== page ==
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Nat Biotechnol. 2015 Nov;33(11):1173-81. doi: 10.1038/nbt.3388. Epub 2015 Oct 26.

A comparison of genetically matched cell lines reveals the equivalence of human iPSCs and ESCs.

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Department of Molecular Biology, Cancer Center and Center for Regenerative Medicine, Massachusetts General Hospital, Boston, Massachusetts, USA.
Harvard Stem Cell Institute, Cambridge, Massachusetts, USA.
Howard Hughes Medical Institute, Chevy Chase, Maryland, USA.
Department of Biomedical Informatics, Harvard Medical School, Boston, Massachusetts, USA.
Broad Institute of MIT and Harvard, Cambridge, Massachusetts, USA.
Department of Stem Cell and Regenerative Biology, Harvard University, Cambridge, Massachusetts, USA.
Center for Genome Research, Department of Life Sciences, University of Modena and Reggio Emilia, Modena, Italy.
Institute for Cell Engineering, Department of Neurology, The Solomon H. Snyder Department of Neuroscience, Johns Hopkins University School of Medicine, Baltimore, Maryland, USA.
Beth Israel Deaconess Medical Center, Boston, Massachusetts, USA.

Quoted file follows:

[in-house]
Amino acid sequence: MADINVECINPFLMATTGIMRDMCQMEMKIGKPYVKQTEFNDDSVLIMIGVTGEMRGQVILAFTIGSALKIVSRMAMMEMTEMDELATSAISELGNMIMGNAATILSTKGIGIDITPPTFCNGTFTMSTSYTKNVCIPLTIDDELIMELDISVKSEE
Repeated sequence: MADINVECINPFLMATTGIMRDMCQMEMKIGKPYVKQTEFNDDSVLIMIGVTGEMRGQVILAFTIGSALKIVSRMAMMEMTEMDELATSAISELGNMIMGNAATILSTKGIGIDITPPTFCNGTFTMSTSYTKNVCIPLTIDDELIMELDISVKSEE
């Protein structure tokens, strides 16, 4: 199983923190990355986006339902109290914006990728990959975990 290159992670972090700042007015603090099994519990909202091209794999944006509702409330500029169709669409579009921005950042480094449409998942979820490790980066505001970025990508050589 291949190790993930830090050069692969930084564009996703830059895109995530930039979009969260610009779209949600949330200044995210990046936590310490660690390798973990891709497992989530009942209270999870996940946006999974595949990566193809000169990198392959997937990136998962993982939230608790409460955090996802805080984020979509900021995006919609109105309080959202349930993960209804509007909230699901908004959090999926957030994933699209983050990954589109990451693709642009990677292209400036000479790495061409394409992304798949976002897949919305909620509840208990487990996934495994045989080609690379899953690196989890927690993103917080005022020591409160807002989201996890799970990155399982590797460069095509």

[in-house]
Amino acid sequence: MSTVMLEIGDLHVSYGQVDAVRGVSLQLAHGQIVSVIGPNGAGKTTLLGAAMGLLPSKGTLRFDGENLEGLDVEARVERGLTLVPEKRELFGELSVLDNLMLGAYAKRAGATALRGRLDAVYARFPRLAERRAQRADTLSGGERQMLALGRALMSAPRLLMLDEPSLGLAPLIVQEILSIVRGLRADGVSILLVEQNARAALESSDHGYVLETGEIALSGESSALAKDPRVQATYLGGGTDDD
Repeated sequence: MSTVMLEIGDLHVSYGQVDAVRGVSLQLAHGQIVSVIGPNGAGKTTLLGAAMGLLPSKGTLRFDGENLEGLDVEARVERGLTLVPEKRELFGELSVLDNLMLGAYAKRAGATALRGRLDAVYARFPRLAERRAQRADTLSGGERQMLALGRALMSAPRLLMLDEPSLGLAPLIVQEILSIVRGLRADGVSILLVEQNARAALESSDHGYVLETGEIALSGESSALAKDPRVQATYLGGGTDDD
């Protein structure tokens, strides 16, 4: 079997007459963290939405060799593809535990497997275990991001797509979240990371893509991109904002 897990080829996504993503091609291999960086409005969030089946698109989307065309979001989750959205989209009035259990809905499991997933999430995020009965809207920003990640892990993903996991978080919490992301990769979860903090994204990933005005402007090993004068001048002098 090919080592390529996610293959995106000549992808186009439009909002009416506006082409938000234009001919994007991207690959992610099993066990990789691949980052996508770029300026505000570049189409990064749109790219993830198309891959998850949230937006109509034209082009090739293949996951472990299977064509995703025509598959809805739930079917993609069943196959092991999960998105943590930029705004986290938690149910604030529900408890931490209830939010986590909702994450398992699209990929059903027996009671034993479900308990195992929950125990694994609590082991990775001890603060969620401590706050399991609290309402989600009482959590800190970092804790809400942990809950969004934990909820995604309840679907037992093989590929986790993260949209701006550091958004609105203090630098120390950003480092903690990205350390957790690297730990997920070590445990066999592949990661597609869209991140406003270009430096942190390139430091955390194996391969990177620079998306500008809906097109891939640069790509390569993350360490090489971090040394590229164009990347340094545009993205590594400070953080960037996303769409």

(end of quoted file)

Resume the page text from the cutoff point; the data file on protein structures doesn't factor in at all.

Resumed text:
The equivalence of human induced pluripotent stem cells (hiPSCs) and human embryonic stem cells (hESCs) remains controversial. Here we use genetically matched hESC and hiPSC lines to assess the contribution of cellular origin (hESC vs. hiPSC), the Sendai virus (SeV) reprogramming method and genetic background to transcriptional and DNA methylation patterns while controlling for cell line clonality and sex. We find that transcriptional and epigenetic variation originating from genetic background dominates over variation due to cellular origin or SeV infection. Moreover, the 49 differentially expressed genes we detect between genetically matched hESCs and hiPSCs neither predict functional outcome nor distinguish an independently derived, larger set of unmatched hESC and hiPSC lines. We conclude that hESCs and hiPSCs are molecularly and functionally equivalent and cannot be distinguished by a consistent gene expression signature. Our data further imply that genetic background variation is a major confounding factor for transcriptional and epigenetic comparisons of pluripotent cell lines, explaining some of the previously observed differences between genetically unmatched hESCs and hiPSCs.

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